I pointed out yesterday that the Golden Rule doesn’t replace the moral precepts, but presupposes them. This limitation is not a defect in the Golden Rule; it merely corrects a possible misunderstanding about what the Rule is for. As excellent as the Rule is, you couldn’t know how to live if you knew the Rule but nothing else.
The same limitation pertains to all proposed summaries of ethics. Consider, for example, the second formula of Kant’s Categorical Imperative: That we must never treat others merely as means to our ends. One does not have to be a Kantian to see that this is very true. But try interpreting the formula without knowing anything else about right and wrong, and see what happens.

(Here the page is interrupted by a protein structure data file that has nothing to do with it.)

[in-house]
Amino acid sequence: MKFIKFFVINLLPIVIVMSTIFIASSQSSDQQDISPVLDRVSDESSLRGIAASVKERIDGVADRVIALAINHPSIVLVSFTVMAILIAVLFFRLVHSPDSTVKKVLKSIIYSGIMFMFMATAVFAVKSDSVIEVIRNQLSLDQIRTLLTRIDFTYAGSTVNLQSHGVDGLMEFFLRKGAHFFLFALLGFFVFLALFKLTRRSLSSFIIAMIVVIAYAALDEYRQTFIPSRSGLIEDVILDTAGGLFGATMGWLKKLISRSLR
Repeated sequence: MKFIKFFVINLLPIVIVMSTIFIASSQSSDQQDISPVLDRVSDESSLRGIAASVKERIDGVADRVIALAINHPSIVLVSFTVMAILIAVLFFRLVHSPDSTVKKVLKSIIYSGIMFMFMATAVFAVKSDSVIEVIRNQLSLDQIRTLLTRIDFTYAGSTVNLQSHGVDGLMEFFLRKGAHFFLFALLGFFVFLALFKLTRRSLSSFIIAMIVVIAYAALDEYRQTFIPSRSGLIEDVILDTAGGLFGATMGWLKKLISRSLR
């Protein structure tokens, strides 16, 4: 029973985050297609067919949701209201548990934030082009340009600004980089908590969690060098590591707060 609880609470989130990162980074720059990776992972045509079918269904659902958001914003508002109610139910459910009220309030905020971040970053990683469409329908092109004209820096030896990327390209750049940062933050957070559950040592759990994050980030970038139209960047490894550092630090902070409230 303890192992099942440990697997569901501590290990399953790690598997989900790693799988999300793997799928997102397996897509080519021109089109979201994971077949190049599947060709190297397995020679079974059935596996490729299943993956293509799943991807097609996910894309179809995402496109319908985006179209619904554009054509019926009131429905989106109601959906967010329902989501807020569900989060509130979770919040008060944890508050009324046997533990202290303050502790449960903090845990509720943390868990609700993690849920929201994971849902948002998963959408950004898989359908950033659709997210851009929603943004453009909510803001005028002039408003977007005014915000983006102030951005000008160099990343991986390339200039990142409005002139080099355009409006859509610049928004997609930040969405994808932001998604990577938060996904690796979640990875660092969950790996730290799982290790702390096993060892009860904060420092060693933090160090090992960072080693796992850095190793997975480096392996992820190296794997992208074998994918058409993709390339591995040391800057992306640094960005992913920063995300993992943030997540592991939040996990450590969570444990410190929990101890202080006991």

Abortion is wrong because the unborn baby is not a means to his mother’s convenience -- but someone who wants an abortion will protest that she is not a “means” to the baby’s survival. Coercing a doctor to assist in suicide is wrong because he is not a means to his patient’s wish to murder himself – but someone who insists on his assistance will reply he is not a “means” to the doctor’s peace of conscience. Public indecency is wrong because the bystander who cannot help seeing it is not a means to the exhibitionist’s self-exposure -- but the exhibitionist will complain that he is not a “means” to the bystander’s purity. In fact, don’t we hear such arguments daily?
These rationalizations are perverse, but they cannot be corrected just by appealing to the Kantian formula. The bare idea of not using others cannot produce a moral code, for only in the light of a moral code can we tell what counts as using others.